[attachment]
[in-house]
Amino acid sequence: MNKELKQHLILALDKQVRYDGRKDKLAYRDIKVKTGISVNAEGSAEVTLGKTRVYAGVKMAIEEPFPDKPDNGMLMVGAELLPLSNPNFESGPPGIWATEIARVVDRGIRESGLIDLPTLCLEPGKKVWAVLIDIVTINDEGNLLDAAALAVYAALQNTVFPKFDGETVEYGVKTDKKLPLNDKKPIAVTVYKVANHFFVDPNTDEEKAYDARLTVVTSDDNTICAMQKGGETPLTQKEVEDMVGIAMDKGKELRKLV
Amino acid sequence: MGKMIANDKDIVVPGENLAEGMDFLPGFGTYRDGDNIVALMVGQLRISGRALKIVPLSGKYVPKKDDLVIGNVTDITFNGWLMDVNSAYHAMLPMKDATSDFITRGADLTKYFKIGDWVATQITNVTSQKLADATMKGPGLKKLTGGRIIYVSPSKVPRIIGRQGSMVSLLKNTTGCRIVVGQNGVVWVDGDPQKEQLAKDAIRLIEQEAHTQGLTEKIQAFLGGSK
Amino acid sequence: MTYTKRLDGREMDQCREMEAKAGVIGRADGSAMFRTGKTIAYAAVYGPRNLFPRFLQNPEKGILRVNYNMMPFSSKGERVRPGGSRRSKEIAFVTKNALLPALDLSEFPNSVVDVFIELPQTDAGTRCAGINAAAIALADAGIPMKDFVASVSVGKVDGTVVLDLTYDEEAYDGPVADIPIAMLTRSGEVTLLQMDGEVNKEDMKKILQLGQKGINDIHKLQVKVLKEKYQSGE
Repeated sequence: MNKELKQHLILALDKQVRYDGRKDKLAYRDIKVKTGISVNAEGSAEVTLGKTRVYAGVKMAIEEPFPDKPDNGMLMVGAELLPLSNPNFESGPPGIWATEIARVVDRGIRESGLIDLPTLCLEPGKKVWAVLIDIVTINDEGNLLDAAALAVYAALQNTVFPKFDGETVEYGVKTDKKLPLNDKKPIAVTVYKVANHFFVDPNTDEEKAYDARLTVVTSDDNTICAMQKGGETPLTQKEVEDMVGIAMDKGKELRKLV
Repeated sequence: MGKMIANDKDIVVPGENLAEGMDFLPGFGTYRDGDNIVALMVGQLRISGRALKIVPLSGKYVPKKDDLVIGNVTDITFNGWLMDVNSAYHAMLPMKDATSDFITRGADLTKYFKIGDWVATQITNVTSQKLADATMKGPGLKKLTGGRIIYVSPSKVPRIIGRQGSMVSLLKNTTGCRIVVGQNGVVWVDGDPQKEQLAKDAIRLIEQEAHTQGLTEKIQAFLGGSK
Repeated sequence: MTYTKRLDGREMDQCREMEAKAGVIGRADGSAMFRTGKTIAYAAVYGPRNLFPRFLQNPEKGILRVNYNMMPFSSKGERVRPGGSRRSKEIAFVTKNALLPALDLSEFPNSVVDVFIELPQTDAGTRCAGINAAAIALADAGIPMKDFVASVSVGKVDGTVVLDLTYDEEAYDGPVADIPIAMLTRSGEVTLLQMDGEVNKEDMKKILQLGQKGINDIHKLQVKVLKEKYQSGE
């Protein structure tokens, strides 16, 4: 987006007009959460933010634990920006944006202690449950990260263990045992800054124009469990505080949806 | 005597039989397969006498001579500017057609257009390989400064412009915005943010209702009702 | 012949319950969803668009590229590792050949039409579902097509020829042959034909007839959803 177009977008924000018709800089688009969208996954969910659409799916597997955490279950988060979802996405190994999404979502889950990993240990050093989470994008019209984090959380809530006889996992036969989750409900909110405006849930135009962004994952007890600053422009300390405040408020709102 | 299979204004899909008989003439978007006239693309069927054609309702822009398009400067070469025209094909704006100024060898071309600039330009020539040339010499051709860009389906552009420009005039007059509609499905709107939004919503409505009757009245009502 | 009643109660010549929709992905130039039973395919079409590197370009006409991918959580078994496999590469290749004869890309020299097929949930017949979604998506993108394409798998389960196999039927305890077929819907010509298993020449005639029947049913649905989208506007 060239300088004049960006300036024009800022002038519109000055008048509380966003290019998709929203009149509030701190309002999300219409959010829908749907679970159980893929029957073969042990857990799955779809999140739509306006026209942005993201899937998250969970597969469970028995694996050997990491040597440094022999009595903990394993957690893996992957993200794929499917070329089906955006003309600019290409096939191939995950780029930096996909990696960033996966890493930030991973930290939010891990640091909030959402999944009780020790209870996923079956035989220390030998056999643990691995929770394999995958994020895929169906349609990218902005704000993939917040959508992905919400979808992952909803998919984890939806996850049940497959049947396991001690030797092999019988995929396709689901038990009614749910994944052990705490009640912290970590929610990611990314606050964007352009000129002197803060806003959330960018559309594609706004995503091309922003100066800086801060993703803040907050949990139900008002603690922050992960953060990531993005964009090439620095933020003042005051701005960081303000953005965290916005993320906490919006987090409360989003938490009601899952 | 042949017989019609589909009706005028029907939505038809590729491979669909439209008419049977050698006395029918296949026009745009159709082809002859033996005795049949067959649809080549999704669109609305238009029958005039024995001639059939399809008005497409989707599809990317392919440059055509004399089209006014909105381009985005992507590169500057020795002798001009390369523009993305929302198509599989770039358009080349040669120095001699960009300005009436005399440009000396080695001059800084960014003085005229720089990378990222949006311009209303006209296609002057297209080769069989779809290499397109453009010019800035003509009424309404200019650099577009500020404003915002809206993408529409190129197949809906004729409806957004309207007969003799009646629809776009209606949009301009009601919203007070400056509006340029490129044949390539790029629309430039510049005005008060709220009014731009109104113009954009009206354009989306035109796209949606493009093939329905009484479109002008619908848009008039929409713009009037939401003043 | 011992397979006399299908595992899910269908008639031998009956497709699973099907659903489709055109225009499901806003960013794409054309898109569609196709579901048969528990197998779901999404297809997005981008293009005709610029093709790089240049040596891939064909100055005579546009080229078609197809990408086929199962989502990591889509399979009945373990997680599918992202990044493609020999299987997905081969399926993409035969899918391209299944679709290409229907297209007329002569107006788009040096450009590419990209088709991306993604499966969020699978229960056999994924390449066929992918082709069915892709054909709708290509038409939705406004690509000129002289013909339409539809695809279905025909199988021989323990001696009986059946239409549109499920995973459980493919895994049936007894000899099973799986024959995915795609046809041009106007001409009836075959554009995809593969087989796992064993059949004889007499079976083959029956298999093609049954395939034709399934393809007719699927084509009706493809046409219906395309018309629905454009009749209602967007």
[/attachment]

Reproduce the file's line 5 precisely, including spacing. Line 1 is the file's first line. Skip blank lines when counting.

Repeated sequence: MNKELKQHLILALDKQVRYDGRKDKLAYRDIKVKTGISVNAEGSAEVTLGKTRVYAGVKMAIEEPFPDKPDNGMLMVGAELLPLSNPNFESGPPGIWATEIARVVDRGIRESGLIDLPTLCLEPGKKVWAVLIDIVTINDEGNLLDAAALAVYAALQNTVFPKFDGETVEYGVKTDKKLPLNDKKPIAVTVYKVANHFFVDPNTDEEKAYDARLTVVTSDDNTICAMQKGGETPLTQKEVEDMVGIAMDKGKELRKLV